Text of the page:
Claiborne, who has been working for the agency since 1999, was arrested on March 28. She pleaded not guilty at a court appearance Wednesday afternoon.

Another court hearing was set for April 18. Claiborne could face up to 25 years in prison if she is convicted of the charges of making false statements and obstructing an official proceeding.

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Pool/Getty Images(WASHINGTON) -- President Donald Trump's eldest daughter, Ivanka Trump, announced today that she will take an official position in her father's administration, according to a statement.

This comes as her unofficial role has grown in recent weeks, and she was granted security clearance and a West Wing office, drawing scrutiny from some.

Ivanka Trump will be a special assistant to the president but will not take a salary, she said in a statement first reported by The New York Times.

How first daughter Ivanka Trump's role at the White House has grown

"I have heard the concerns some have with my advising the president in my personal capacity while voluntarily complying with all ethics rules and I will instead serve as an unpaid employee in the White House Office, subject to all of the same rules as other federal employees," she said in a statement today.

"Throughout this process, I have been working closely and in good faith with the White House Counsel and my personal counsel to address the unprecedented nature of my role."

She is not the only family member in her household to have a title -- Ivanka Trump's husband, Jared Kushner, is a senior adviser to the president.

The White House released its own statement about the title bump, saying that it is "pleased" by the move.

"Ivanka’s service as an unpaid employee furthers our commitment to ethics, transparency, and compliance and affords her increased opportunities to lead initiatives driving real policy benefits for the American public that would not have been available to her previously," the White House statement reads.

When her increased security clearance and West Wing office were announced, Ivanka Trump acknowledged that "there is no modern precedent for an adult child of the president."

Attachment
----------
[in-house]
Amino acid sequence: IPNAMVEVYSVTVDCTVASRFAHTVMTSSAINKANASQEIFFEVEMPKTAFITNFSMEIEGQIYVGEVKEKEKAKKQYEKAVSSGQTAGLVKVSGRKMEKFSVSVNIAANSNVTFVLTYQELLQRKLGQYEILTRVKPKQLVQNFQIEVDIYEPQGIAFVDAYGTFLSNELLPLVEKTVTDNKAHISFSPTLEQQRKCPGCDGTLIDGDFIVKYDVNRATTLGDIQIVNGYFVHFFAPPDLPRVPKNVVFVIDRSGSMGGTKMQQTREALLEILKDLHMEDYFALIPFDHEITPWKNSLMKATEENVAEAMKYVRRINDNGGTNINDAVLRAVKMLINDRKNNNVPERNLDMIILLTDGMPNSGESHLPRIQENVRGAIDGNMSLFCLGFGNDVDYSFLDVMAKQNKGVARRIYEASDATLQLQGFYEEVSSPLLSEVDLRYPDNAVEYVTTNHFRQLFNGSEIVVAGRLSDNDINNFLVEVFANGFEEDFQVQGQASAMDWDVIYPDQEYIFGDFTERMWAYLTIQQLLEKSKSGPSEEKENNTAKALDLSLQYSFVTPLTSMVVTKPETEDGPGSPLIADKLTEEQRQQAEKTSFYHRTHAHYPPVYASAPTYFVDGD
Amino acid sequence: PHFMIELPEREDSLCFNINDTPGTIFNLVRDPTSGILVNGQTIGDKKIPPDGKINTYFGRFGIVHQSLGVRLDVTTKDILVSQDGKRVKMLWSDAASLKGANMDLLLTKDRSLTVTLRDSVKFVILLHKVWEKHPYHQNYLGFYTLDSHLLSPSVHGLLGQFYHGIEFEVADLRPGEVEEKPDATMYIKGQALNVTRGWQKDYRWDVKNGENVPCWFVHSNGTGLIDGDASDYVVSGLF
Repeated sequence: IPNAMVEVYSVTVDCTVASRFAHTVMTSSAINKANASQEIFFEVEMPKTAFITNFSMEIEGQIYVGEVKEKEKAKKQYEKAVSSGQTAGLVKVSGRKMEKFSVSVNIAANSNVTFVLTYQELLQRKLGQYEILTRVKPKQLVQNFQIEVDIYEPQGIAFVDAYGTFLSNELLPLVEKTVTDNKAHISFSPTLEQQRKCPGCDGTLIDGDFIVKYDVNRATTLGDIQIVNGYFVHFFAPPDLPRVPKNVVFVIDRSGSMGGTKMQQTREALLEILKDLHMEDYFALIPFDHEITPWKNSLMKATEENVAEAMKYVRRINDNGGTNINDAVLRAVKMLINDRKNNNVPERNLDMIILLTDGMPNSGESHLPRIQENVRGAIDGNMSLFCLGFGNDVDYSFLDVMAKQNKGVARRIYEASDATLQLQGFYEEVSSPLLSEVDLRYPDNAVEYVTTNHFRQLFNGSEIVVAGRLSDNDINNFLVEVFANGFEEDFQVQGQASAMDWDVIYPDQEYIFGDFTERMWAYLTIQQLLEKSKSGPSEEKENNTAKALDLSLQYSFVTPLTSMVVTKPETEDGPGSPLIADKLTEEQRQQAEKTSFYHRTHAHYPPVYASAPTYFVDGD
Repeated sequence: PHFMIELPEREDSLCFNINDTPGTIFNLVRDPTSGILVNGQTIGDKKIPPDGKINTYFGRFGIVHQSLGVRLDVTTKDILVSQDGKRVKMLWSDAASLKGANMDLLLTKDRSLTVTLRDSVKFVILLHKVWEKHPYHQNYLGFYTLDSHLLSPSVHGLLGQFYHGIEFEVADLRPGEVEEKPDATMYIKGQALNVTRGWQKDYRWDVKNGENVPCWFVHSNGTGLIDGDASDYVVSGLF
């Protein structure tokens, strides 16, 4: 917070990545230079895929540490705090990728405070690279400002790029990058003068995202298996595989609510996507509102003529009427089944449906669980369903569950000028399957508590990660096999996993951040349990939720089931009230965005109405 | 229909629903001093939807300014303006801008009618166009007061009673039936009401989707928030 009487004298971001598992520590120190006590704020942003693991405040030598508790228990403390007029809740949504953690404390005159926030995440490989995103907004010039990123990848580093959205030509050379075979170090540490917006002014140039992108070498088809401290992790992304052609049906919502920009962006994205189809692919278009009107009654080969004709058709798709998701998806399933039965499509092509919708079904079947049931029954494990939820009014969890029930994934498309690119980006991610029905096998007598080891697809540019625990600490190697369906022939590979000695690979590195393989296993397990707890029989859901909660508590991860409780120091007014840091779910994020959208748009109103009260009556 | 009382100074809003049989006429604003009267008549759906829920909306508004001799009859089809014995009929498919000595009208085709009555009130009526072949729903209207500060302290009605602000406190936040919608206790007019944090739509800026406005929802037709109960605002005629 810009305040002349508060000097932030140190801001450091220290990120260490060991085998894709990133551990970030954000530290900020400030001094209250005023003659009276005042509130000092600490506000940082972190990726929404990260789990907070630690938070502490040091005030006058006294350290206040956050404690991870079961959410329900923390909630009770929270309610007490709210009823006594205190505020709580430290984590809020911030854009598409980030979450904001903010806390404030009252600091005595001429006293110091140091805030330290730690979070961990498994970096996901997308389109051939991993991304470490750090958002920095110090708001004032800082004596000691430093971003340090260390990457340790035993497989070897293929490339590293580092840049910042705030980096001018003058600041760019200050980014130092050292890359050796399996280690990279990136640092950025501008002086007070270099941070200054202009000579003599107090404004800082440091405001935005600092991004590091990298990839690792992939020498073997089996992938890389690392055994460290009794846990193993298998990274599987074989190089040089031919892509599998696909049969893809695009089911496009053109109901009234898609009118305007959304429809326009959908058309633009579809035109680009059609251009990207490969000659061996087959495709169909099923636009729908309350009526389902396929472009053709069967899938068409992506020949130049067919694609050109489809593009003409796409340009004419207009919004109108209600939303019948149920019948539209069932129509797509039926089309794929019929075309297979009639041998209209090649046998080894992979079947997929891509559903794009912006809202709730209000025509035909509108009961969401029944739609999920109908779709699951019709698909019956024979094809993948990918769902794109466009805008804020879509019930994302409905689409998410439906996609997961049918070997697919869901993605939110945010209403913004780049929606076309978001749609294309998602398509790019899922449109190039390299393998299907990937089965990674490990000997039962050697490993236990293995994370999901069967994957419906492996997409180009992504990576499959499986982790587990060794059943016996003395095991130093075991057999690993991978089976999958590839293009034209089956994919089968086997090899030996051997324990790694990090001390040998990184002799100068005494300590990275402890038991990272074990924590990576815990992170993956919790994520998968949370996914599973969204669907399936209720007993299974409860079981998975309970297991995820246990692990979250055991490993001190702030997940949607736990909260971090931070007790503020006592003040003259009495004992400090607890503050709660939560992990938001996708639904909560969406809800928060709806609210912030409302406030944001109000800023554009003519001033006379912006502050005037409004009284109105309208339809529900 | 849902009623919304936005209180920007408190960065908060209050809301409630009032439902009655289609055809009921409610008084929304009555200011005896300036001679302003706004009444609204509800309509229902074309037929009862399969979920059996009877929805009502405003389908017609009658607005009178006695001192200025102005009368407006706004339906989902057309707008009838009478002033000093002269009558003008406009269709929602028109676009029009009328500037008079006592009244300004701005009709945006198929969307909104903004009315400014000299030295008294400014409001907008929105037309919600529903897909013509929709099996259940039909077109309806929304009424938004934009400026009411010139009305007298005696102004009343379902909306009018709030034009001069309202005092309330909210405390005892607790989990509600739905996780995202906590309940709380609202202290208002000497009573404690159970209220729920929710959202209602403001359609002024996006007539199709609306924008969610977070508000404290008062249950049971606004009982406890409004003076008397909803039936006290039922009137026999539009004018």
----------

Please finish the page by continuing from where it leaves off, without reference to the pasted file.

The official title makes her existing role more formalized, though she has been no stranger to the White House. She has been present for family events -- like the various inauguration celebrations -- as well as closed-door meetings and sit-downs with foreign leaders.

In February, she met Canadian Prime Minister Justin Trudeau at the White House, where they were part of a roundtable discussion on female entrepreneurs, and she met Israeli Prime Minister Benjamin Netanyahu. When German Chancellor Angela Merkel visited the White House earlier this month, Ivanka Trump was seated right beside her.

Ivanka Trump’s involvement in business roundtable discussions could be attributed to her business background at her namesake fashion label and her father’s real estate empire, but she has also had a say in other causes that she is passionate about. When Donald Trump held a listening session about domestic and international human trafficking on Feb. 23, he started his remarks by thanking Ivanka Trump and then–senior counselor for economic initiatives Dina Powell “for working so hard to set this up.”

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Pete Marovich/Getty Images(WASHINGTON) -- Former acting Attorney General Sally Yates was fired by President Donald Trump back in January after a career spanning more than 27 years with the Justice Department.

Now it appears that she’s come back to haunt the Trump administration.

Yates was expected to testify on March 28 at a House Intelligence Committee open hearing as part of its probe into Russia’s interference in the 2016 election.